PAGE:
3) they don’t want to buy a MIDI interface and work with a computer (because they hate computers, because they are more hardware people, because… don’t ask me, I just can’t understand!)

So we decided to use all these controls we had to make a hardware sequencer. By this time, the MTRX-8 was a kind of hardware sequencer with a knobs bank. We thought this was great because you can control your synth sounds with knobs and use the sequencer to “play” them, a kind of “all-in-one” solution to use your synth and all its features. To push a little further the idea of an “all-in-one” solution to make music, we decided to add a second sequencer for drums: with drums, sequencer and some knobs, you have everything you need to start making music right away.




After that, we’ve just worked on the code and on the design of the device. At first we used 3mm through-hole LEDs but it looked ugly, so we decided to use SMD LEDs. Add some acrylic magic and, as you can see, the result is pretty awesome for an affordable boutique controller!

Working on the code, I had so many ideas, I needed to do some tests first. We first tried to program a kind of MIDI looper, but it takes a lot of space in the code and wasn’t so fun to use. After that, I designed a kind of bass+chord generator à la [Fyrd’s own] Harmonic MIDI Generator, but with this kind of things you have to choose between narrowing the possibilities to keep it fun to use or create a wide range of possibilities and let the user tweak it a lot before it sounds good. Making a “classic” step-sequencer was the best idea for instant fun, so we kept that one.

For the drum sequencer, the basic ideas were there rapidly, but we kept refining the controls over and over again. Add randomization, add swing, add velocity controls, differentiate between hard and soft hits on our patterns, add more velocity controls (for soft and hard hits), add rolls buttons to create fills or tension in the drum track, add a different swing for each drum instruments…

We also put an innovative preset system with 3 slot types: sequencer, drum, and knobs. You can save your melodies, your drum patterns, and your knob positions separately. More importantly, you can recall them separately and create new combinations. Really fun to use!

One last thing we had to face during the development of the MTRX-8 was the inaccuracy of MIDI sync with DAWs, at least some of them (hum hum… Ableton Live for instance ;D) When we put some sync test on our device using [Windows utility] MIDI-OX for example, everything went good, with an accuracy of 1-2ms and almost no drift or jitter. On the contrary, we tested things in Ableton Live and results were awful, with Live acting as a Master or a Slave. I just couldn’t say to myself: “I’ve done a good job, that’s not my problem,” because users would try to sync the MTRX-8 with their DAW and they wouldn’t have great results. It would ruin all the ease of use we tried to put in the MTRX-8.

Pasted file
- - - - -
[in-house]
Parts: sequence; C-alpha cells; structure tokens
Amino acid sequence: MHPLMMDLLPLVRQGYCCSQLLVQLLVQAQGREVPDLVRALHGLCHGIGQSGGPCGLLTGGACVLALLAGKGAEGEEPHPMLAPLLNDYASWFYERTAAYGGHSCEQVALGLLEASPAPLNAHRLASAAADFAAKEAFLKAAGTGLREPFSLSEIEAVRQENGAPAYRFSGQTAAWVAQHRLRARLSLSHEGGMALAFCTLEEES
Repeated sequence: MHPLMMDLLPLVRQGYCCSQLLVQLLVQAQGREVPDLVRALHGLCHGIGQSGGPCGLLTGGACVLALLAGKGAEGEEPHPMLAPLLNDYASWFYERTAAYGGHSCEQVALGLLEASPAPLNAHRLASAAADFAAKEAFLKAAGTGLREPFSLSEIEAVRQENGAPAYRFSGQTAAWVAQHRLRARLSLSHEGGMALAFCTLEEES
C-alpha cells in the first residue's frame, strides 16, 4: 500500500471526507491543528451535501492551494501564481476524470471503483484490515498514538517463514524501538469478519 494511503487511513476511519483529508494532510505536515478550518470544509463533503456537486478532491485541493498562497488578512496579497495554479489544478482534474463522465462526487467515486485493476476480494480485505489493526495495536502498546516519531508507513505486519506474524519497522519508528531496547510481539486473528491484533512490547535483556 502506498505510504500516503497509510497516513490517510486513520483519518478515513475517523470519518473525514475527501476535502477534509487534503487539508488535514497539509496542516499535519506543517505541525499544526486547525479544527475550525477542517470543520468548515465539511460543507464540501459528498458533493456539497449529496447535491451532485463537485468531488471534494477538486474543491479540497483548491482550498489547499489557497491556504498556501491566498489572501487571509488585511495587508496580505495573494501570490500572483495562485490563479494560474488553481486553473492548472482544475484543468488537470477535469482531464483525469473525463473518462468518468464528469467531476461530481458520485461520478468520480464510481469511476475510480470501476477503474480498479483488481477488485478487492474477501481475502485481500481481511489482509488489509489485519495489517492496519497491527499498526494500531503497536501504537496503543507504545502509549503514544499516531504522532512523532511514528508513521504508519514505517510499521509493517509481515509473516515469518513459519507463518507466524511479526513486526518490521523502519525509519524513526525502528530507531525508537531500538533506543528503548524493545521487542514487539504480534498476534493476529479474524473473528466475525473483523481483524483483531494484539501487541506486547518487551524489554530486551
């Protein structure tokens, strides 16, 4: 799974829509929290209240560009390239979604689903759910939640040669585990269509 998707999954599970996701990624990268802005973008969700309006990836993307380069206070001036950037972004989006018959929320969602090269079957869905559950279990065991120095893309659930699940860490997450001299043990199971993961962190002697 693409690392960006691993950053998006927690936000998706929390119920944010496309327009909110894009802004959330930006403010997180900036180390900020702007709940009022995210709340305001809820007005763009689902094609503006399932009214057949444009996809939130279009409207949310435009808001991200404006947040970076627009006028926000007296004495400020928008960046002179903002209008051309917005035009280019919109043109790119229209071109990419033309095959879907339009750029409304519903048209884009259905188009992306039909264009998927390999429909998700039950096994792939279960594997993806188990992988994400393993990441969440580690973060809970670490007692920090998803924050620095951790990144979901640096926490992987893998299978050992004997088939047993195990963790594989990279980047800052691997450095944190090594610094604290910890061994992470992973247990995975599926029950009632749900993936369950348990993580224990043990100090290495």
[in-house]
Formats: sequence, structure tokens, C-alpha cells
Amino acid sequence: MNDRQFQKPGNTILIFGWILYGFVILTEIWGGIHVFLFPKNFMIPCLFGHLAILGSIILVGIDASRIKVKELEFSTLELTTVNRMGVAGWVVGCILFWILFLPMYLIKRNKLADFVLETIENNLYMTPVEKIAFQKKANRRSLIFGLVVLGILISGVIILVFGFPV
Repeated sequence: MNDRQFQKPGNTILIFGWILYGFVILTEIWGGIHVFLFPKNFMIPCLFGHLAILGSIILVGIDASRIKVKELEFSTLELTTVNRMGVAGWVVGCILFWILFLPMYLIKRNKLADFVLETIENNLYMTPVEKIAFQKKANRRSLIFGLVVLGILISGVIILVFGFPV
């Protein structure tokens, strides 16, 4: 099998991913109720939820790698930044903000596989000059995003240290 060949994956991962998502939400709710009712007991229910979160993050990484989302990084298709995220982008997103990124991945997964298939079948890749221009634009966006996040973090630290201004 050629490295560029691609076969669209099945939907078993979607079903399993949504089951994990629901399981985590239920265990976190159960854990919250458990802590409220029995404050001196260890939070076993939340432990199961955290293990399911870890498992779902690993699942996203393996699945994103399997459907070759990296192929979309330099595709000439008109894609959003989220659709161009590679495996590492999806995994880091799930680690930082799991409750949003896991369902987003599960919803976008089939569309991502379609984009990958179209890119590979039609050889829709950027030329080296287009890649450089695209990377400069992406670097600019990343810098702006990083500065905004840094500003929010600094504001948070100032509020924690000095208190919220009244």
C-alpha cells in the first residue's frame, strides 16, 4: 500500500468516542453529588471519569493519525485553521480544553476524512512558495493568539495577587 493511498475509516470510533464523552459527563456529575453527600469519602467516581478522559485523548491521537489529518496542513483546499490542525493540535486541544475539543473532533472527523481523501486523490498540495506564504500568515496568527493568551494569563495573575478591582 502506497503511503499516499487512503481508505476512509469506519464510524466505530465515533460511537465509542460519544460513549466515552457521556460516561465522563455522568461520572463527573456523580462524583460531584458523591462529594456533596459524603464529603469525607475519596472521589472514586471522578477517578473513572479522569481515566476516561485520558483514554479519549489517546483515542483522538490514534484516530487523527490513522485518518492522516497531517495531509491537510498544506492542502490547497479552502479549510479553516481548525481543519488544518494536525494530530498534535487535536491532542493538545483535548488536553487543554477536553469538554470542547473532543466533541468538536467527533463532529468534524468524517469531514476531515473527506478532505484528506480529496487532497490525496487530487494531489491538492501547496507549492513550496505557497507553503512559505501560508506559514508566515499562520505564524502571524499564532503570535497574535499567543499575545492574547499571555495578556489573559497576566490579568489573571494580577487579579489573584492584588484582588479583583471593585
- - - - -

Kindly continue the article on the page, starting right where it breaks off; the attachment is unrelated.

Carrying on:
So I worked on a solution and came out with something I call the Fyrd Instruments Lock System. It works a bit like old tape sync. You have a clip in Ableton Live (the same thing applies to other DAW) that plays an ascending sequence of notes on 1 bar. You send this sequence of notes to MIDI channel 16 on the MTRX-8 and they’re interpreted as some sort of MIDI clock signal. There are two mains advantage with this method:

1) as each note in the sequence is different, the MTRX-8 can miss some notes without creating any drift. It’s like the better of MTC and MIDI clock worlds.
2) as Live seems to send out MIDI notes better than MIDI clock messages, the sync is rock solid and tight.
Problem solved! 😀 Ed.: Correction: This really doesn’t make any sense. Julien reports that he’s using 24 ppqn – that’s 24 messages for each quarter note – just as with MIDI clock. The note data is 3 bytes versus 1 byte for clock, so the density is greater. It’s a mystery. -PK

The last thing I want to tell you about the making of the MTRX-8 concerns its openness. Of course, the code of the MTRX-8 will be published and open-source. But we wanted more.

The LED rings around the buttons, the high-res optical encoder … this kind of combination of hardware is rather new and we take a real pleasure to create an interface for it. We would love to see what people can make with this, as we just can’t have all the good ideas about an interface or adapt an interface to each specific need. So we made a “special” firmware for the MTRX-8 (easily loadable via USB, like modules for the MCP) that gives user a total control on the hardware. You can read each button press, each encoder movement; you can set each LED, each character on the LCD screen, and all that just by sending or receiving MIDI messages. You receive Notes On when a button is pushed, CC messages when the encoder is moved. By sending CC messages you can access each LED individually or easily use some pre-configured LED ring mode (something like “fill the LED ring” mapping for values between 0-127). The same goes on for each LCD character.